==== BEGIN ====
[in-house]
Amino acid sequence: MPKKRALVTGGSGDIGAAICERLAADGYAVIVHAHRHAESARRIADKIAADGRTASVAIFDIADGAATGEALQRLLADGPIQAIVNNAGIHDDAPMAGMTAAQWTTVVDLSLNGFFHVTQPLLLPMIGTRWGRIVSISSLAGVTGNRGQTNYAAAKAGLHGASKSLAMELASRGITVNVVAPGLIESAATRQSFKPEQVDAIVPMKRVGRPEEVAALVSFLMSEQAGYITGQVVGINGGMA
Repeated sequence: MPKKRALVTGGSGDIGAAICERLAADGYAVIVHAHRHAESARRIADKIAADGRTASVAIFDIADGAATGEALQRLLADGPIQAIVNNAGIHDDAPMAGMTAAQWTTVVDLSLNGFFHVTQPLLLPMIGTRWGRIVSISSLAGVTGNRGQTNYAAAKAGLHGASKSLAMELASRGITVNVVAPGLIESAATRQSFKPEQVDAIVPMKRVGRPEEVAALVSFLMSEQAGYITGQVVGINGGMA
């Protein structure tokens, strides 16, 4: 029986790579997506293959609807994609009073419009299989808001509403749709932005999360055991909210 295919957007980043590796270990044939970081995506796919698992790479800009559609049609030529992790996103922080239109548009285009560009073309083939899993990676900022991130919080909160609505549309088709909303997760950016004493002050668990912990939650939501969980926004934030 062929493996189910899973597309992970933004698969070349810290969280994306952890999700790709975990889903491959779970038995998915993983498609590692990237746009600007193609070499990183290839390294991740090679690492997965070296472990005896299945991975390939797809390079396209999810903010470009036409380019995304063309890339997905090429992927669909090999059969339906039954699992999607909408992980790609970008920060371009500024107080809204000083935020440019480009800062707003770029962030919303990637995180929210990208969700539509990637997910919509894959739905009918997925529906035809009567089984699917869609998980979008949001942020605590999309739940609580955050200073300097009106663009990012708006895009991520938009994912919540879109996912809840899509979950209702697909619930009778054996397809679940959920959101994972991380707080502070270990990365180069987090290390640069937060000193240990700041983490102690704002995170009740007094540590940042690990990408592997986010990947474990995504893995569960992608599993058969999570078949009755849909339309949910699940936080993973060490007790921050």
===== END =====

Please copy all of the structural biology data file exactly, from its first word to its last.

[in-house]
Amino acid sequence: MPKKRALVTGGSGDIGAAICERLAADGYAVIVHAHRHAESARRIADKIAADGRTASVAIFDIADGAATGEALQRLLADGPIQAIVNNAGIHDDAPMAGMTAAQWTTVVDLSLNGFFHVTQPLLLPMIGTRWGRIVSISSLAGVTGNRGQTNYAAAKAGLHGASKSLAMELASRGITVNVVAPGLIESAATRQSFKPEQVDAIVPMKRVGRPEEVAALVSFLMSEQAGYITGQVVGINGGMA
Repeated sequence: MPKKRALVTGGSGDIGAAICERLAADGYAVIVHAHRHAESARRIADKIAADGRTASVAIFDIADGAATGEALQRLLADGPIQAIVNNAGIHDDAPMAGMTAAQWTTVVDLSLNGFFHVTQPLLLPMIGTRWGRIVSISSLAGVTGNRGQTNYAAAKAGLHGASKSLAMELASRGITVNVVAPGLIESAATRQSFKPEQVDAIVPMKRVGRPEEVAALVSFLMSEQAGYITGQVVGINGGMA
């Protein structure tokens, strides 16, 4: 029986790579997506293959609807994609009073419009299989808001509403749709932005999360055991909210 295919957007980043590796270990044939970081995506796919698992790479800009559609049609030529992790996103922080239109548009285009560009073309083939899993990676900022991130919080909160609505549309088709909303997760950016004493002050668990912990939650939501969980926004934030 062929493996189910899973597309992970933004698969070349810290969280994306952890999700790709975990889903491959779970038995998915993983498609590692990237746009600007193609070499990183290839390294991740090679690492997965070296472990005896299945991975390939797809390079396209999810903010470009036409380019995304063309890339997905090429992927669909090999059969339906039954699992999607909408992980790609970008920060371009500024107080809204000083935020440019480009800062707003770029962030919303990637995180929210990208969700539509990637997910919509894959739905009918997925529906035809009567089984699917869609998980979008949001942020605590999309739940609580955050200073300097009106663009990012708006895009991520938009994912919540879109996912809840899509979950209702697909619930009778054996397809679940959920959101994972991380707080502070270990990365180069987090290390640069937060000193240990700041983490102690704002995170009740007094540590940042690990990408592997986010990947474990995504893995569960992608599993058969999570078949009755849909339309949910699940936080993973060490007790921050």